A 21-year-old college student from Long Island, New York, is suing his local police department for violating his free speech after he was arrested in June for hanging a banner that read “Impeach Obama.”
The student, Daniel Martins, said on Tuesday that his right to free speech was violated when the police arrested him on June 6, 2014 (video of arrest below). He filed a lawsuit against the police department on Wednesday.
Martins is currently a senior attending Hofstra University, which is located seven miles from New York City. A member of the Libertarian Club, he believed he was merely exercising his right to free speech when he strung up a banner that demanded President Obama’s impeachment over a Long Island Expressway overpass, according to CBS New York.
Nassau County Police, who claimed that his banner posed a safety hazard, arrested Martins.
In a video (below) Martins took during his arrest, he asks the officers about what was illegal about his actions. Martins later used the video to attract donors for his online fund to pay for attorney fees.
“They would rather bargain and plea down violent drug and DWI offenders, but I’m being prosecuted for peacefully protesting – which is completely legal,” said Martins, according to CBS. “It doesn’t make any sense to me. If that’s justice, then our founding fathers would be turning in their graves.”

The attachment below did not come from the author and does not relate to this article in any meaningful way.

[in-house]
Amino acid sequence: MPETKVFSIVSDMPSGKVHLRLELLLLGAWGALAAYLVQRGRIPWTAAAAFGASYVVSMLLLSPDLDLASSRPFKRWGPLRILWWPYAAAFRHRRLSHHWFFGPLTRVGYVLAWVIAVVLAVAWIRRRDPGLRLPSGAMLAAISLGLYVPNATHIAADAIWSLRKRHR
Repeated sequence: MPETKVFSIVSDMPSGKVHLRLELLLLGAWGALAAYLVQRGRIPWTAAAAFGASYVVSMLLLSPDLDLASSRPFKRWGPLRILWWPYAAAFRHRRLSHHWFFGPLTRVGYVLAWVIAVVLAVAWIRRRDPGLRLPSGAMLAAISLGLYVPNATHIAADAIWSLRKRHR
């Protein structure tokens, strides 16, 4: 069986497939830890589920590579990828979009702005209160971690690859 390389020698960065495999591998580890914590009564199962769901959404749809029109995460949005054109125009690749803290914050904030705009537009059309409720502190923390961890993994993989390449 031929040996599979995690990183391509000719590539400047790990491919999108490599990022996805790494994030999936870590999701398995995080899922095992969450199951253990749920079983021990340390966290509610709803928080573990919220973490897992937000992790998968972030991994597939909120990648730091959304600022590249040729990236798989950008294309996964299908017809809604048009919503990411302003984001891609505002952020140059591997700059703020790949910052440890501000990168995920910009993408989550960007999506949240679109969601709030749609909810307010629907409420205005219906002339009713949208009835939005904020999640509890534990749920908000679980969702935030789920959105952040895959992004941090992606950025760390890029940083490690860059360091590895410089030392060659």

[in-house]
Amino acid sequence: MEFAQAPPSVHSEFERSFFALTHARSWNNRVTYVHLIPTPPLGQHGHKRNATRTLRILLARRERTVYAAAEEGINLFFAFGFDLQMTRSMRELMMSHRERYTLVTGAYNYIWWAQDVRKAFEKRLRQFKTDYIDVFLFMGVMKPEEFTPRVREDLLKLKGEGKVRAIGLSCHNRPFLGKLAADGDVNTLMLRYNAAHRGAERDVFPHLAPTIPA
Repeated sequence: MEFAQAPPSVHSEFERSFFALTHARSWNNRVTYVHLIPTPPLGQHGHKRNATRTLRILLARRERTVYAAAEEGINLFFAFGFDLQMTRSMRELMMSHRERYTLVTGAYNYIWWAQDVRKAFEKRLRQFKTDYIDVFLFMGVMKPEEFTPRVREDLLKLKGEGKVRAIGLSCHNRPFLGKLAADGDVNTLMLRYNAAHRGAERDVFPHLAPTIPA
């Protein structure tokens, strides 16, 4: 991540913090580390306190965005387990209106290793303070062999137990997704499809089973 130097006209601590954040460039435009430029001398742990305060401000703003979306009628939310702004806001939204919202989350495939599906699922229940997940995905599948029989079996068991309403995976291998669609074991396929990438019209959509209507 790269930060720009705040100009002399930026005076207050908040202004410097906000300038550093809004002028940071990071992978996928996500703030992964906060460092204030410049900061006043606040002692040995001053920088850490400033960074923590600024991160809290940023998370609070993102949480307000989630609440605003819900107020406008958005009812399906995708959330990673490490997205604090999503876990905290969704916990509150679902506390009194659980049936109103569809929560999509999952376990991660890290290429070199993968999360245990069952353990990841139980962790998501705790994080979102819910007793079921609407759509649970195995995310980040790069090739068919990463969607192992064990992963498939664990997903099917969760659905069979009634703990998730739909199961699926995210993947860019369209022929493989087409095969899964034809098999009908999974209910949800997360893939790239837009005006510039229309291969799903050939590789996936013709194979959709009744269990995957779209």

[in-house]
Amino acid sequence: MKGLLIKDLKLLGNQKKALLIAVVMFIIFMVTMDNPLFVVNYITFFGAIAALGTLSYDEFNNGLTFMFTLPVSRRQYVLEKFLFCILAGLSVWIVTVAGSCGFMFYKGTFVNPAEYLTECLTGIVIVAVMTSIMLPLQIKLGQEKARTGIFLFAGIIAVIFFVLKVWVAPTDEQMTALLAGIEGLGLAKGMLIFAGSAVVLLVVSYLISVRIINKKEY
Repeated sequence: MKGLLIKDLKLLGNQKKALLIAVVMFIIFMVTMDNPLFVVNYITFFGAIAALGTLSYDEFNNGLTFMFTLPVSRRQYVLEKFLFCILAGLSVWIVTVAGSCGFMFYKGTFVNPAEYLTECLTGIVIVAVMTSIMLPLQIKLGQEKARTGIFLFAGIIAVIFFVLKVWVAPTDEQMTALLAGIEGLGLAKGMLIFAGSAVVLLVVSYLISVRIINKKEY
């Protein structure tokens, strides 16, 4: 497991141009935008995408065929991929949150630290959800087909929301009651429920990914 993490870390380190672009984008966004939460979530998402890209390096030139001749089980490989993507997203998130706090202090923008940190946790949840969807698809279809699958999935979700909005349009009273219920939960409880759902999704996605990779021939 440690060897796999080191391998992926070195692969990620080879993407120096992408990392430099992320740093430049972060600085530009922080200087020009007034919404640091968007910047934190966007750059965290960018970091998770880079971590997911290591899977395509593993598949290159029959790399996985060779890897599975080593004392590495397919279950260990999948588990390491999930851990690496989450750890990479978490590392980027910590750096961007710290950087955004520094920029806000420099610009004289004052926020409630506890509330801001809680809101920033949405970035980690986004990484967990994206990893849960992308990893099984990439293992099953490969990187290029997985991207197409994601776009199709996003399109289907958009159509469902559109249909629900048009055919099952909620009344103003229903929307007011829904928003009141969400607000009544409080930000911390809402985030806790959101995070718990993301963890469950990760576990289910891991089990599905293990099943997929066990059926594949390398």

“ ... I took them down individually after I did the protest, and I brought them back, and I never left any trash or any garbage. I always cleaned up after myself, and I was always respectful about the time I was supposed to be there, which was two hours I did every Friday.”
The judge of Martins’ case dismissed the charges against him in December 2014, reasoning that the student was exercising free speech without causing a hazard.
The student is now suing the Nassau County Police Department, seeking compensation for unspecified monetary damages, the New York Post reports.
A spokesman for Nassau County declined to comment, according to the Times Union.
Photo Credit: Opposing Views